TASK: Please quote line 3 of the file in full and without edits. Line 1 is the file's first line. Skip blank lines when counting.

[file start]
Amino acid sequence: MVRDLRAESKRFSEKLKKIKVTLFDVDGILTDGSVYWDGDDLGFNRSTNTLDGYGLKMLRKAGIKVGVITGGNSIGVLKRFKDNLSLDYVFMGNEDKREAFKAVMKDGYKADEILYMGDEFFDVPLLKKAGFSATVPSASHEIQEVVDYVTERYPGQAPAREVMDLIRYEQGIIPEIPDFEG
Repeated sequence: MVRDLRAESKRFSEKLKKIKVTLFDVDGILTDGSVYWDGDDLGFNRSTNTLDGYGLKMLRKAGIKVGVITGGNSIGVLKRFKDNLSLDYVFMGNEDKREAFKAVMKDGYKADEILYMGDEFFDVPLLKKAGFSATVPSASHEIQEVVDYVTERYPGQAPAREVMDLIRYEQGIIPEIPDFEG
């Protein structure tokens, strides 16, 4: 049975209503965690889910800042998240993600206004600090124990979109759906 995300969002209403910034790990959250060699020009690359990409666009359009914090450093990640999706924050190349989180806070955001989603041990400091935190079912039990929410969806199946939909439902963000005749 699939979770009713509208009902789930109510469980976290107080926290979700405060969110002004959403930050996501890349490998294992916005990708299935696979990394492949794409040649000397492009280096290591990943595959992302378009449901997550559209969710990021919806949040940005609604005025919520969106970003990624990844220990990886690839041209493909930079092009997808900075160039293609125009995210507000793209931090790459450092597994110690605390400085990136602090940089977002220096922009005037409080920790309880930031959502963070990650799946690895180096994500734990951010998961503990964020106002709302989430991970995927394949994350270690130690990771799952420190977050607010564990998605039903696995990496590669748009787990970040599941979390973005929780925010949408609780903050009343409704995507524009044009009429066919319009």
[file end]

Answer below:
């Protein structure tokens, strides 16, 4: 049975209503965690889910800042998240993600206004600090124990979109759906 995300969002209403910034790990959250060699020009690359990409666009359009914090450093990640999706924050190349989180806070955001989603041990400091935190079912039990929410969806199946939909439902963000005749 699939979770009713509208009902789930109510469980976290107080926290979700405060969110002004959403930050996501890349490998294992916005990708299935696979990394492949794409040649000397492009280096290591990943595959992302378009449901997550559209969710990021919806949040940005609604005025919520969106970003990624990844220990990886690839041209493909930079092009997808900075160039293609125009995210507000793209931090790459450092597994110690605390400085990136602090940089977002220096922009005037409080920790309880930031959502963070990650799946690895180096994500734990951010998961503990964020106002709302989430991970995927394949994350270690130690990771799952420190977050607010564990998605039903696995990496590669748009787990970040599941979390973005929780925010949408609780903050009343409704995507524009044009009429066919319009």